In recent years it has been possible to start the regular post-basho article several days before a tournament wraps up.
This story, however, has taken a few days post-basho to get together because what happened on the final day of the Natsu Basho is still sinking in with many, slowly but surely, and continues to reverberate around the sport.
Oldest, slowest and several other superlatives aside in terms of how long in the top flight, and at what age Kyokutenho managed to win his first championship aside, one fact ignored by many in the media thus far that will have to be addressed one day soon is his nationality.
Several years ago Kyokutenho relinquished his Mongolian passport and became a Japanese citizen. His tournament victory earlier this month therefore makes him the first Japanese winner of the Emperor’s Cup since January of 2006, when then ozeki Tochiazuma won his third and final yusho before retiring the following year.
This means that come the first day of the Aki Basho in September and the unveiling of the yusho portraits for the Natsu Basho, and July’s tournament in Nagoya, reporters, commentators and all those in the Japanese media covering the sport will be faced with a conundrum so often avoided in the world of sumo: nationality.
The sport of sumo is known for limiting access to the professional ranks to fixed numbers of non-Japanese. But those of mixed parentage or those with ancestors in Japan, regardless of having been born and raised overseas, and not being too hot at speaking the language, are never questioned.
Any connection to the Land of the Rising Sun will do . . . until now, it seems.
Kyokutenho is the first yusho winner in the modern era to win his first yusho under a Japanese passport, having entered the sport as a non-Japanese.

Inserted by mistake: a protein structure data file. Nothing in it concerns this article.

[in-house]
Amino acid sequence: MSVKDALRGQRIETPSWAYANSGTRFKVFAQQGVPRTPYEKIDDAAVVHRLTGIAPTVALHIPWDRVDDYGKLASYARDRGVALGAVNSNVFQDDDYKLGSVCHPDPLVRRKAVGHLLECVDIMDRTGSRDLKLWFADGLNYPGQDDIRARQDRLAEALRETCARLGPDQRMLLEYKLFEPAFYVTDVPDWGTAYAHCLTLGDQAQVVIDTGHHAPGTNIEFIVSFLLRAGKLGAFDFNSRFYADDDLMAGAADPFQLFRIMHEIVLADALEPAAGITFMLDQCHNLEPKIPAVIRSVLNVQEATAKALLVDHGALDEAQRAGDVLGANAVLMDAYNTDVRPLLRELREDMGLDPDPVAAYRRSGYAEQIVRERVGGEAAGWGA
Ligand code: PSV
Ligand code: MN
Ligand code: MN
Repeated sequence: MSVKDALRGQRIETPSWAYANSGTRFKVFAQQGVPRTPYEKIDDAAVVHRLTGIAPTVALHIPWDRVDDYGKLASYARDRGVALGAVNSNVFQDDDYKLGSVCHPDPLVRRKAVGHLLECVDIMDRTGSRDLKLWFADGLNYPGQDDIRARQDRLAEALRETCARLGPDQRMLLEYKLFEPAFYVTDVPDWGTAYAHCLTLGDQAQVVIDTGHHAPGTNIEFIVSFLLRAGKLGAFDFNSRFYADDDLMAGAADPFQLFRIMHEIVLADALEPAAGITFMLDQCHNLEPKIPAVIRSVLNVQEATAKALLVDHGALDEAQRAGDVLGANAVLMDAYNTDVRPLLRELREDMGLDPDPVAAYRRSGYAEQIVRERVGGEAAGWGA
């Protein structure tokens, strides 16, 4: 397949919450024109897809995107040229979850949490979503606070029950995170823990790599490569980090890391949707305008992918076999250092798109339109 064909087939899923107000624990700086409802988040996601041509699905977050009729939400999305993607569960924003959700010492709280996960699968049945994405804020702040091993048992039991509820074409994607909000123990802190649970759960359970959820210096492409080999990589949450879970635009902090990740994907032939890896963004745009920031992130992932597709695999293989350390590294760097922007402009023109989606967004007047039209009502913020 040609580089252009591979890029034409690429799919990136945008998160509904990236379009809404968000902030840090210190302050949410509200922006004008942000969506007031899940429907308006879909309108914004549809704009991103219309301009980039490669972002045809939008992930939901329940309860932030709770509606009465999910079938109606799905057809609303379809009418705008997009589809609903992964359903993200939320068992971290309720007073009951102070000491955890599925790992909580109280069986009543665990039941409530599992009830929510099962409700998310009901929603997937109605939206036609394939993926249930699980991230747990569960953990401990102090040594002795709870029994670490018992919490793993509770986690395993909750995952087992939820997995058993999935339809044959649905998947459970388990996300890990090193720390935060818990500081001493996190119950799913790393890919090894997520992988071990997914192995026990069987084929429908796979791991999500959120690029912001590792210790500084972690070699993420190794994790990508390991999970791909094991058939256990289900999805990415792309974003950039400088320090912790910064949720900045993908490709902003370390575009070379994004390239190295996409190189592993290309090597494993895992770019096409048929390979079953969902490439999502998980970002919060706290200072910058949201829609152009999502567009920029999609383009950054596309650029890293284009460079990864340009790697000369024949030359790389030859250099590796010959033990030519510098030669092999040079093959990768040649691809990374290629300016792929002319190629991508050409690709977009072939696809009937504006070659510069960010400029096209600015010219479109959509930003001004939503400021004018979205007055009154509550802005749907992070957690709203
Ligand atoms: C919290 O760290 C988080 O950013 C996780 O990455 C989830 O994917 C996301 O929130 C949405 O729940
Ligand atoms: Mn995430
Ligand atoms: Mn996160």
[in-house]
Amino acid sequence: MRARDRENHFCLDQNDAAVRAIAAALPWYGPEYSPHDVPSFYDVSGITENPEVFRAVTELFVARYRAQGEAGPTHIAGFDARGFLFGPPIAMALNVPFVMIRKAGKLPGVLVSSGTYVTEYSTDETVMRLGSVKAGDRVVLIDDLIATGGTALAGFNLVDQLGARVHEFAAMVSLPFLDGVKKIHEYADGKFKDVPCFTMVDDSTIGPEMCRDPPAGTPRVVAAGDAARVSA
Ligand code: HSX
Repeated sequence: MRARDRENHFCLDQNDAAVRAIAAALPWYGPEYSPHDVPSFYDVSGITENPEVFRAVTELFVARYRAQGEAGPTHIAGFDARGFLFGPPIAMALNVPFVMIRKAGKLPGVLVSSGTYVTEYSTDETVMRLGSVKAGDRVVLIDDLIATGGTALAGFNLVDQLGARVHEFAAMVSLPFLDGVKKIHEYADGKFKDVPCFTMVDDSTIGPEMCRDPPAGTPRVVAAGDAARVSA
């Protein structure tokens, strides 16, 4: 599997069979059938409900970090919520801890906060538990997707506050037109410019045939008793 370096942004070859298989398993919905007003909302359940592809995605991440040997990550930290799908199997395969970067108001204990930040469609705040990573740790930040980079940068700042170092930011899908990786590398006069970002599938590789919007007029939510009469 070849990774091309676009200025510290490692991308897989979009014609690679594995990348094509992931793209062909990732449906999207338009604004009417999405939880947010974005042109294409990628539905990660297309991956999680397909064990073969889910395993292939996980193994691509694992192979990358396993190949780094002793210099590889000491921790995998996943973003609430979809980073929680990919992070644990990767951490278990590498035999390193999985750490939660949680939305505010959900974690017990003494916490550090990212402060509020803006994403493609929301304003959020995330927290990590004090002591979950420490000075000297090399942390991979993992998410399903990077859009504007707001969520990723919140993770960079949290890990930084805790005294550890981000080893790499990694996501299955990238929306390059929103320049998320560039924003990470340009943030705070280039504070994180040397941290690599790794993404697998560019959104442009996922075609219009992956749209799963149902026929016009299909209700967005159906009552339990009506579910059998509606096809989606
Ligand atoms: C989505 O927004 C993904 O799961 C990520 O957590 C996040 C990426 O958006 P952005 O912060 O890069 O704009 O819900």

Leaving aside the fact that a deeper investigation of yusho winners past could open a interesting but overflowing can of worms when it comes to non-Japanese winning yusho but being claimed as Japanese, the case with Kyokutenho is in the here and now and needs addressing.
Off the dohyo, Japanese television has repeatedly called a Japanese entertainer on a mission to appear in the Olympics a Cambodian, after he switched passports and became a marathon runner for the Southeast Asian nation. Born to Japanese parents, the individual in question is now Cambodian. Should he win a medal it will count as a medal won by a Cambodian athlete and not a Japanese.
Several politicians in the Japanese government were born overseas of foreign parents, naturalized, and now hold public office. Would the Sumo Association not recognize their status as Japanese were they to ever head the Education Ministry the association is officially a part of?
Times, attitudes and perceptions are changing. Kyokutenho is as Japanese in legal terms as the current Prime Minister.
Another question many fans are asking after the victory of a rank-and-filer in the mid-maegashira ranks surrounds the effectiveness and potential over-protection of those at the ozeki rank. Of the six incumbents, just two managed to secure the traditional minimum requirement of 10 wins following the final day’s bouts.
Since they are statistically protected from being demoted unless they score makekoshi (losing records or 7-8 or lower) twice in successive tournaments, the introduction of a higher bar for ozeki is one idea that’s being bandied around in some circles. Fingers crossed that member of the Sumo Association are listening.
Few would argue that the mid-late 2000s saw sumo stagnate at the top due to the likes of the then ozeki pair of Kaio and Chiyotaikai doing little more than work toward their 8 wins each tournament to avoid the potential for the drop to sekiwake in the following tourney.
With so many ozeki currently in the favored position of having to go makekoshi back-to-back before losing the rank but offering so little in terms of challenging Hakuho for the title, an upping of the ante to double figures could increase spectator interest for the long term with a resulting increased turnover at ozeki. If only …